The playoffs landed at La Guardia for the first time since 2006. To say that Mets fans the world over were thrilled about this might be the understatement of the year. A hard fought 162-game regular season – which began with an 11-game winning streak and culminated with the dispatch of the Washington Nationals with relative ease – was capped by an absolute pummeling of the Cincinnati Reds to clinch the National League East. The final week was a moot point, with the only thing to play for being home field advantage in the National League Division Series. Relatively speaking, the Mets’ failure to secure it was their only major shortcoming in this storybook of a season. They took game one from the Dodgers in LA in a fairly brisk fashion, with Jacob deGrom brilliant and Clayton Kershaw slightly less so. Game two was a different matter entirely, with Zack Greinke shutting down the Mets after two early gopher-balls and it was, of course, marred by the egregious Chase Utley’s disgustingly filthy slide that took away Ruben Tejada for the year.
So Citi Field itself was basically silent – save for some MSM-driven silliness regarding Matt Harvey – until this past Monday night, when teeming throngs gathered for the ballpark’s first foray into postseason play. On Monday night, silent, it was not. It was loud, louder than ever, even louder than this year’s opener and that was pretty damn loud. The parking lots opened early as tailgates were set up and greetings exchanged. There was what could be described as a tense confidence in the crowd during the pre-game festivities. We were all pretty sure the Mets were going to win this game – with no trace of Kershaw or Greinke to be found and Harvey taking the ball to avenge Tejada, if nothing else. By the time 8:00 rolled around and player intros began, we fans were in a froth. Every member of the Dodgers’ travelling party was booed lustily. I mean, even the travelling secretary and the strength/conditioning coach were hooted. The loudest jeers, of course, were reserved for Utley, whose opprobrium was so loud, you could barely hear the names of those reserves who came after. Incredibly, it only got louder when Tejada was introduced and hobbled from the dugout leaning on a cane. And it never stopped. While Utley remained on the bench and the Mets put run after beautiful run on the board, the chants of “We want Utley!” rose into the night, in full-throated yawp from 44,000. One section over from mine, there was an odd chant. It went “Ut-ley…” then something unintelligible. We finally figured it out when a small blonde girl, no older than eight-years-old, came down the steps with a placard the read “Utley U Buttly.” So the chant was actually “Ut-ley Butt-ly” followed by five handclaps. When the final out was made sometime past midnight, we all laughed and toasted ourselves and looked forward to Tuesday, when the Mets would put a wrapper on this thing and send Kershaw, Utley and the rest sulking back to Cali.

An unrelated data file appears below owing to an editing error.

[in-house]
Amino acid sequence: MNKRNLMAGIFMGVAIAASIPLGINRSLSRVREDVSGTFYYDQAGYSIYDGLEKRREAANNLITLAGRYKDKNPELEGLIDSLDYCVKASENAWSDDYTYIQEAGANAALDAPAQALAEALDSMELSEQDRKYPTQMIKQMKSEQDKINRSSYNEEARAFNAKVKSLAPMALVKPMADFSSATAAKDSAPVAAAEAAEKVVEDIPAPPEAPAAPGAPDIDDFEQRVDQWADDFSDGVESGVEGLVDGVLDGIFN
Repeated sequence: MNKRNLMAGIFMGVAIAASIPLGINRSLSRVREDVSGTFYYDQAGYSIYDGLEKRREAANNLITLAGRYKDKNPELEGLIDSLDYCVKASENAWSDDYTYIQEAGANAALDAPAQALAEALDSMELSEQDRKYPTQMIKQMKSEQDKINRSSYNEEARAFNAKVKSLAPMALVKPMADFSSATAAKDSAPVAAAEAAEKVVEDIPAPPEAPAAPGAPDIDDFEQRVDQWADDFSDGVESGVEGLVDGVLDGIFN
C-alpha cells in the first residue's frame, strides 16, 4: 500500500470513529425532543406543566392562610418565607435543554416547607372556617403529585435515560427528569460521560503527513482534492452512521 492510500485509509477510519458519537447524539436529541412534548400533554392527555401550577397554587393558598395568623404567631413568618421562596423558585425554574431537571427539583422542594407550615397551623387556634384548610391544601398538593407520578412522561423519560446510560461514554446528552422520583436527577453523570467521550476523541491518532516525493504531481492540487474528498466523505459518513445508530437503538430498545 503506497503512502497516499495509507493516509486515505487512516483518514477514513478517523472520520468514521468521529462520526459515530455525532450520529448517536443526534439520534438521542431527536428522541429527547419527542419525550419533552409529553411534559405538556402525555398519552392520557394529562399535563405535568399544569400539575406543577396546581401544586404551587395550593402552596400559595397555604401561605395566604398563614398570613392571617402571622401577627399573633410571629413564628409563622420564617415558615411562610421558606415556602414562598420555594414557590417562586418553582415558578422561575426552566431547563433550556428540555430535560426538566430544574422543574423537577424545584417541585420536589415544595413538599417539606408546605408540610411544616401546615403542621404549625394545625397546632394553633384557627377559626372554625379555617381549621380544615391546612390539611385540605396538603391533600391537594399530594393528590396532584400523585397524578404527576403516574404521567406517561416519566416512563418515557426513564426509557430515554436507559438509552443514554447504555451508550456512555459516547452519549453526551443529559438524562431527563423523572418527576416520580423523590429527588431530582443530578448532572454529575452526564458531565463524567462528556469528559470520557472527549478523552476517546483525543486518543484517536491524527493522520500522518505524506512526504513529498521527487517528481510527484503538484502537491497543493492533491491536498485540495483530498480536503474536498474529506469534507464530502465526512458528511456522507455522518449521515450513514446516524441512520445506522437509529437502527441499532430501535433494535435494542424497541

The next night, though, the air was markedly different. This was more like a late-season, pennant race atmosphere, where nothing’s been decided and it can all be taken away in one unfortunate evening. We were tense again, but more edgy and less at ease. It was plenty loud again, but in spurts, rather than the sustained roaring that accompanied every pitch of game three. Undoubtedly, the presence of Kershaw on the hill stifled some of the confidence and he was breathtakingly brilliant on this night, completely baffling eight of the nine Mets hitters – save for Daniel Murphy who took him deep. So we cheered when we had something to cheer about, but those moments were painfully infrequent. We stirred ourselves when Dodger manager Don Mattingly inexplicably removed Kershaw in the eighth, but Murphy’s fly to shallow center to end a brief rally released all our steam.
We’ve now had a day to recover. Game five is looming moments away and deGrom is revisiting the sight of his first post-season flowering. With Greinke on the mound for LA, the tension remains, but somehow, the confidence is back. Call it a gut feeling, but this is going to be the kind of game that will be decided late and by someone unlikely — think a clutch RBI double or sliding catch by Kirk Nieuwenhuis, maybe both.
The plan over here is that Citi Field will be loud again when the Chicago Cubs visit on Saturday night. Let’s go, Mets!
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